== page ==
Generations Club adapts to virtual volunteering

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Photo courtesy of Kate Kotylar. The Generations Club working at a senior home before the Coronavirus pandemic.

Abby Wolf staff writer

In order to adapt to the change from in person volunteering with senior citizens to virtual meetings, the Generations Club is connecting through FaceTime, gifts, and a pen pal system. 

Before the COVID-19 pandemic, the Generations Club visited senior citizens living in assisted living homes.

“Usually…we would go to senior centers in the area and volunteer there. [We would] hang out with the residents and talk to them and play games,” President junior Maya Goldkorn said.

When the pandemic hit, the Generations Club had to adapt and spend their time with the seniors virtually, using apps like FaceTime and Zoom.

“A senior and a student would be paired and then once a week they would…get on a FaceTime call and…chat for half an hour [to an] hour,” Goldkorn said.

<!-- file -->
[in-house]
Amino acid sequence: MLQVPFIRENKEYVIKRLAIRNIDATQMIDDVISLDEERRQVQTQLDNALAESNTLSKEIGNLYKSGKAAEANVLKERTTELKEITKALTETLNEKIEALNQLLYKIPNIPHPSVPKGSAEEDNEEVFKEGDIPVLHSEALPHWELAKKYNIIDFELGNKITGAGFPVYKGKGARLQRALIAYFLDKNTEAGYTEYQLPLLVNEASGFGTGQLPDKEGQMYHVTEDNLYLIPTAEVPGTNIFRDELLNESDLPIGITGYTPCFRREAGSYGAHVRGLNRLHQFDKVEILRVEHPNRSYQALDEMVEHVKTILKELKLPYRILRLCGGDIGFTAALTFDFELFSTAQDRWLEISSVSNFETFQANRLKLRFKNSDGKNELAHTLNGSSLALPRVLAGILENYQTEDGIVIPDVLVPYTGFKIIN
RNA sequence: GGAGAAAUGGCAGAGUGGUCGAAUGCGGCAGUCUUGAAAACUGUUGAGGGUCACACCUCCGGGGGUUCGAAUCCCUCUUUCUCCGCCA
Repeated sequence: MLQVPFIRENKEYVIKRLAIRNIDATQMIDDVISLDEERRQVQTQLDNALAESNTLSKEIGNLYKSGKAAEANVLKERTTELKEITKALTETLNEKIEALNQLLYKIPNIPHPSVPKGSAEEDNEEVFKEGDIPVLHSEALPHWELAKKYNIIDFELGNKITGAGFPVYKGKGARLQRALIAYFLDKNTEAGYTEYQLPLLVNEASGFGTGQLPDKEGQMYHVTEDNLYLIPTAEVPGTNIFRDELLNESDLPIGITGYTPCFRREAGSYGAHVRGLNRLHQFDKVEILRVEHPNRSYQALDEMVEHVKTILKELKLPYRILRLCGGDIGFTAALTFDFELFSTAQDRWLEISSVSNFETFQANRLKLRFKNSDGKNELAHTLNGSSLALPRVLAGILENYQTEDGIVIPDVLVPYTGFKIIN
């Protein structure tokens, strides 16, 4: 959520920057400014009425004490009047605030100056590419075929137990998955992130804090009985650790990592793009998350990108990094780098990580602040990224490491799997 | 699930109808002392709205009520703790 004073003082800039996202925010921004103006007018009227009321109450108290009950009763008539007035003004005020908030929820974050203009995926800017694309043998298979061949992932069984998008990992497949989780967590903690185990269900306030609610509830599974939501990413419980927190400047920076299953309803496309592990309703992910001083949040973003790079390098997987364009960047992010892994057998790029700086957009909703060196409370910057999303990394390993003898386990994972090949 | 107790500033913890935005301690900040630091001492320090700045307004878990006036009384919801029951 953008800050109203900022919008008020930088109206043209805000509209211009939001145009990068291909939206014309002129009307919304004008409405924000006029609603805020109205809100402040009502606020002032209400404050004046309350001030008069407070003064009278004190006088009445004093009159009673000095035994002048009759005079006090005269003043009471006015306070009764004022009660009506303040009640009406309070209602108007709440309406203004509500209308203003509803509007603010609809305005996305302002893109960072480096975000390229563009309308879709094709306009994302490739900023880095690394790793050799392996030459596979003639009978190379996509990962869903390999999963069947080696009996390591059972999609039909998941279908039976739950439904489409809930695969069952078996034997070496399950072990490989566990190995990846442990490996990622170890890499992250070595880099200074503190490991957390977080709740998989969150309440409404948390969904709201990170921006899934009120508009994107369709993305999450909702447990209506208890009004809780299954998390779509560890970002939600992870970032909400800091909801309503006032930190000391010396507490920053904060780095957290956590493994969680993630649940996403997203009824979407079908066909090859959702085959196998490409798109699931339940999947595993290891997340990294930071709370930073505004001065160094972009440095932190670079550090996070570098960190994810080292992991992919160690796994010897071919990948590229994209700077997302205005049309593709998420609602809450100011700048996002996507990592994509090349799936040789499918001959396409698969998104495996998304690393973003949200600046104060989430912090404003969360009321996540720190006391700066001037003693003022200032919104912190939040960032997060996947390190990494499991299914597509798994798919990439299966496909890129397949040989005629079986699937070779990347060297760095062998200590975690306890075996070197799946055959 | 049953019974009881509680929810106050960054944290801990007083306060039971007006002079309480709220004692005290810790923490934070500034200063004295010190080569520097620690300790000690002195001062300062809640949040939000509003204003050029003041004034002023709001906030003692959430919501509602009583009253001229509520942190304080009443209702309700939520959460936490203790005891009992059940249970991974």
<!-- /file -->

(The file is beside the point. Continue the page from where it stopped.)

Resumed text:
Many students in the club appreciate these calls with senior citizens because of the insight the students are given into the life of the seniors.

“I grew up without grandparents…and I haven’t really had the chance to interact with seniors, [so] it’s a really new experience and I really like it,” junior Temmie Park said.

The Generations Club created a system they call “pen-pals,” which takes place either over email or by mail between a student and their respectively assigned senior.

“Students and seniors write letters back and forth. For example, I’m corresponding with a 100-plus year old woman. I get to write letters to her and she gets to write letters to me,” Goldkorn said. 

Switching to a completely virtual communication system exposed some challenges, such as poor internet connection and technical difficulties. Despite these technical challenges, converting to online brought about some positives.

“It’s more flexible, especially in terms of the time commitment,” Goldkorn said. “Before, we would have certain days on the weekends where we would go as a group, but now it’s…everyone on their own time,” Goldkorn said. 

Junior Kate Kotlyar noticed a difference in the way she communicated with the seniors in person and virtually. 

“In my experience, when I was in person…it was easier to be kind of on the sidelines and stay back…But now it’s a lot more interactive with the seniors,” Kotlyar said. 

Kotlyar believes that the seniors appreciate the time they spend with the club members.

“It’s really nice brightening their day and making them smile,” Kotlyar said. 

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